As robots become a common reality rather than a figment of imagination, it seems fitting to share the question which puzzled Jasia Reichardt, this year’s recipient of the Golden Nica for Visionary Pioneers of Media Art for her trailblazing exhibition, “Cybernetic Serendipity”: what more could be created today to be as exciting as the first instances of computer art?
We certainly reflected on the issue on the way back home, as the festival program left little time for dawdling. The animation section could have easily been a stand-alone festival, with its very own Expanded Animation symposium, which covered the interrelation between science, society and industry by exploring topics such as character animation, 3D scanning techniques, data visualizations or virtual reality and going well beyond treating animation as a mere form of entertainment, and a whopping total of 15 programs (8 one-hour themed categories and 7 special features). It’s hard to pick favorites, as the works presented were selected from the entries submitted for prize consideration in the 2016 Prix Ars Electronica’s Computer Animation / Film / VFX category. We definitely enjoyed a few hours in the dark watching Comedy & Black Humor (who wouldn’t?), Narration, Expanded & Experimental as well as Visuals & Sound. There was also a special feature on Mihai Grecu, who poetically mixes various techniques in his symbolic and surreal portrayal of distress, cloning, hallucination, city life and war.
And this was all just during the day.
The delightful hubbub went on well into the night and the nocturnal program frequently started with a leisurely stroll on Landstrasse and a sip of Sauvignon blanc, as the Ars Electronica Festival conveniently overlapped with the local wine festival. The opening event at POSTCITY more than lived up to our expectations, with stirring performances being held in the massive dock where the railroad freight cars used to be loaded and unloaded. We didn’t make it in time for Silk Fluegge’s highly acclaimed dance performance “MYGRATION—beget”, but got to witness the sheer force of Navid Navab’s “Practices of Everyday Life. Cooking”, a culinary concert which awakened our senses and portrayed a mystically infused rite of cooking, reminding us of the beauty to be found in simple things. We welcomed Friday night in the same train hall as the POSTCITY Nightline unfolded: after a 3D printed drink, Funkstörung conjured up a “Lightstorm” to go with their electronic beats, creating a perfectly entertaining avatar of city life, with its ubiquitous lights and sensory overload. Aisha Devi went on to enrapture the audience with her signature sound, meandering and dramatic, heavy yet liberating, while Pulsinger & Irl delivered a roof-raising live set which not even the most tired of feet could resist, setting the tone for Saturday’s (a lot more than) OK Night, when modular music took hold of the OK Platz (whimsically adorned with a huge disco ball hanging from the Flying Fox zip line), OK Center and Solaris club. We eagerly climbed to the OK Center’s third floor as Uciel aka PDP-11 was heating things up; what followed was a full 6 hours of sonic debauchery, peaking with a lesson in raving by Colin Benders. Saturday evening had an extra treat in store for us: Ars Electronica and Intel put together “DRONE 100 – Spaxels over Linz”, a synchronized aerial performance above the Danube involving 100 LED-clad drones and many more hundred gasps and cheers from the audience perched on the river bank.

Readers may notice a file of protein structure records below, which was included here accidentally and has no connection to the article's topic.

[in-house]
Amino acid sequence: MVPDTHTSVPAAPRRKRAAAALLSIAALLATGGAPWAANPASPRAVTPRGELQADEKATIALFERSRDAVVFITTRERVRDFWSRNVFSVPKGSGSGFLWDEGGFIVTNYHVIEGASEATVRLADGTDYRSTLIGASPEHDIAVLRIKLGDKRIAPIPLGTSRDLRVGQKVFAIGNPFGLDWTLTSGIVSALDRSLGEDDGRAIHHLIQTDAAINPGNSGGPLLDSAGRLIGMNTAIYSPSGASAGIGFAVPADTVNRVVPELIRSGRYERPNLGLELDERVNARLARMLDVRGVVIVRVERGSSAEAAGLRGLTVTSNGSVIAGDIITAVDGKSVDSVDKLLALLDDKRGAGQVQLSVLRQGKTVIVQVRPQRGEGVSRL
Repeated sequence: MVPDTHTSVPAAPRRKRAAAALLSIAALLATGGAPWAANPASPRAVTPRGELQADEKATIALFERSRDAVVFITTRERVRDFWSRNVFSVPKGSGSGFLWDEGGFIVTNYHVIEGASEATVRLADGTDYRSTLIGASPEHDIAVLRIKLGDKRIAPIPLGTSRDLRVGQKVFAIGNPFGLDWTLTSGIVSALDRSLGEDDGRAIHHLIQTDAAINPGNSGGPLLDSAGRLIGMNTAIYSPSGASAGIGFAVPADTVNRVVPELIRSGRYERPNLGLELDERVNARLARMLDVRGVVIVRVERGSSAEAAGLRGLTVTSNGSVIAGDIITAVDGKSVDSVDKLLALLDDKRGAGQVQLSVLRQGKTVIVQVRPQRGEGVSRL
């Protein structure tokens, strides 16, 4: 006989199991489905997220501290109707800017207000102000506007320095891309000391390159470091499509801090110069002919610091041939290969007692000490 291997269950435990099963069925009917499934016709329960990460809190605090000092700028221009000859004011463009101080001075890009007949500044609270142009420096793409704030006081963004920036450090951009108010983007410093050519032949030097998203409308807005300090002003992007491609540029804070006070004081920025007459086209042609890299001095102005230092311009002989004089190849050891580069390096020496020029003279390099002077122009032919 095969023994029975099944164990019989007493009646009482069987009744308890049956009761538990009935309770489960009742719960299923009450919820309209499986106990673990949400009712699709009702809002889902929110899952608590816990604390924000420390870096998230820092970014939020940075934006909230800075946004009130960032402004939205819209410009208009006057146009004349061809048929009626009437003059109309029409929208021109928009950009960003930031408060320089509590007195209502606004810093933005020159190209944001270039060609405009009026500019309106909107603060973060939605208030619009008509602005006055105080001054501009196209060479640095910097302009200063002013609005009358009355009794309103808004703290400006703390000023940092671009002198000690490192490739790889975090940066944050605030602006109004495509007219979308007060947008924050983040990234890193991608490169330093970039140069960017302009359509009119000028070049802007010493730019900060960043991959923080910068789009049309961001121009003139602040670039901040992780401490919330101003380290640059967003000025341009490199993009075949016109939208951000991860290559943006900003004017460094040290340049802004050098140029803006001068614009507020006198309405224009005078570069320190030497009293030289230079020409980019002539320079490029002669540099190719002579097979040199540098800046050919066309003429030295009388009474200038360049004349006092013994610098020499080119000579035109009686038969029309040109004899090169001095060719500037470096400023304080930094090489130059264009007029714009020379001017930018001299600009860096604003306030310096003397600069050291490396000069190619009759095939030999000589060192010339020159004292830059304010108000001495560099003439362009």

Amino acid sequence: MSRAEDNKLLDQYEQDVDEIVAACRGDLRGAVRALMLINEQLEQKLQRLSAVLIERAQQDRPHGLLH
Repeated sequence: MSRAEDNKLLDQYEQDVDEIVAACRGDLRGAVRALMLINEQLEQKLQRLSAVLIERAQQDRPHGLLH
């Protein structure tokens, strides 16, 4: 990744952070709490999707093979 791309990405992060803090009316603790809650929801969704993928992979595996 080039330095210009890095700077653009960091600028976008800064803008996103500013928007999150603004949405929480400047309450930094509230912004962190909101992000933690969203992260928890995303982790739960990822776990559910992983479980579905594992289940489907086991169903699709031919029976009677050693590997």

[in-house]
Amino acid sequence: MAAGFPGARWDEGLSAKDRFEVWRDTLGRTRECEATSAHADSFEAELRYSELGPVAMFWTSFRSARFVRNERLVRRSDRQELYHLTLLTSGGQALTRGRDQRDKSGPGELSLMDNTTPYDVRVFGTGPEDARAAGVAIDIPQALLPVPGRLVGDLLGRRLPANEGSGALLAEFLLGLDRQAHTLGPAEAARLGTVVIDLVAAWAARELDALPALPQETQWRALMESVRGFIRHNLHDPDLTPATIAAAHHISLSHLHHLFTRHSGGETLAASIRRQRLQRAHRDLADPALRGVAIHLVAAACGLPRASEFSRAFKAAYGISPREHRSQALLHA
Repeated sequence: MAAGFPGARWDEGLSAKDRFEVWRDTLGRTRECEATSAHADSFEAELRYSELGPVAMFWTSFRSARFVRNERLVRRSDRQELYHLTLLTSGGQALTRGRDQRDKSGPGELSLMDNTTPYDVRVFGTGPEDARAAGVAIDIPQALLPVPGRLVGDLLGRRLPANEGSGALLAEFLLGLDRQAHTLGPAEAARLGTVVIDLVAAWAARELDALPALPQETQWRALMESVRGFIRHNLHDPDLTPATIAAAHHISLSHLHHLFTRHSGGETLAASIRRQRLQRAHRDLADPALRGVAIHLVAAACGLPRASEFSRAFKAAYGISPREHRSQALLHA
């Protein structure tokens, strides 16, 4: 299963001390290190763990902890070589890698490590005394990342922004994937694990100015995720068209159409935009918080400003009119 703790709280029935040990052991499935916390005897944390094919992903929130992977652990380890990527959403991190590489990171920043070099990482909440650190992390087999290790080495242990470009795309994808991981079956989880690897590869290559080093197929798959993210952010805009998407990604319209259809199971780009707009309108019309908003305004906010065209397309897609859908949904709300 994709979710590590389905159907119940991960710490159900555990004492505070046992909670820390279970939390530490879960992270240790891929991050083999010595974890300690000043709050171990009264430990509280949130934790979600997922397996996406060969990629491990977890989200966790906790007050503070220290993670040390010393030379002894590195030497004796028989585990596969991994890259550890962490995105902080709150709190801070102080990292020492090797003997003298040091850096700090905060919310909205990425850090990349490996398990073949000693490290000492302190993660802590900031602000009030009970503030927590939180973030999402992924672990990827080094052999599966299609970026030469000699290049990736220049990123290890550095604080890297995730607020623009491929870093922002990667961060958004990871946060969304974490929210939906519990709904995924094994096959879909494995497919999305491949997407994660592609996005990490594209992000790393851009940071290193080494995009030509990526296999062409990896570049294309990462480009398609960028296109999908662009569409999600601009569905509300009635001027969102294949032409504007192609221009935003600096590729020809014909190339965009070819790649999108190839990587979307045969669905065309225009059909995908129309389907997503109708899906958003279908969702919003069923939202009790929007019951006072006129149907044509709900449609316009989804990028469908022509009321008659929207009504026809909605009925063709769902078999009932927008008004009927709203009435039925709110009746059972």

Closing off the nighttime program was the traditional Big Concert Night, an unmissable event which wonderfully amalgamated the stately quality of the Bruckner Orchestra playing classical music with the raw industrial setting of the POSTCITY train hall and computer-generated visuals. The arresting performance conducted by Dennis Russell Davies included Simone Zaunmair’s piece for wind instruments called “La Lucha” and Marc Reibel’s reinterpretation of a theme in the style of Claude Debussy with jazz, rock and funk elements. For the interlude, FM Einheit invited us by the spiral package chutes to be engulfed in their distinctive resonance, after which the classical concert resumed with pieces by Ravel and Stravinsky, an Alexander Scriabin-inspired audiovisual performance by AROTIN & SERGHEI and pianist Mikhail Rudy and our inescapable collapse due to a long weekend of information overload, constant scuttling and devastating excitement.
As first-time participants in a media art festival, we found the Ars Electronica Festival both enriching and frustratingly overwhelming.
There’s definitely a lot more to say about the experiences it provided – be they artistic, scientific or social – even with so much of its program remaining unexplored at the end of the day. So as we look back to the 2016 edition of the Ars Electronica Festival, one thing’s for sure – we’re also looking forward to the next one! Tschüss!
Words: Violeta Năzare
Photos: Florian Voggeneder, Tom Mesic, Violeta Năzare
Pingback: 2017 Prix Ars Electronica: The Media Art Competition Is Now Accepting Submissions • feeder.ro
Pingback: STARTS Prize of the European Commission: Submissions open • feeder.ro
Pingback: 22 European art festivals to blow your mind  | | Feeder.ro
Pingback: 13 European art festivals to watch out for in 2017 | | Feeder.ro
Pingback: 2017 Prix Ars Electronica: The Media Art Competition Is Now Accepting Submissions | | Feeder.ro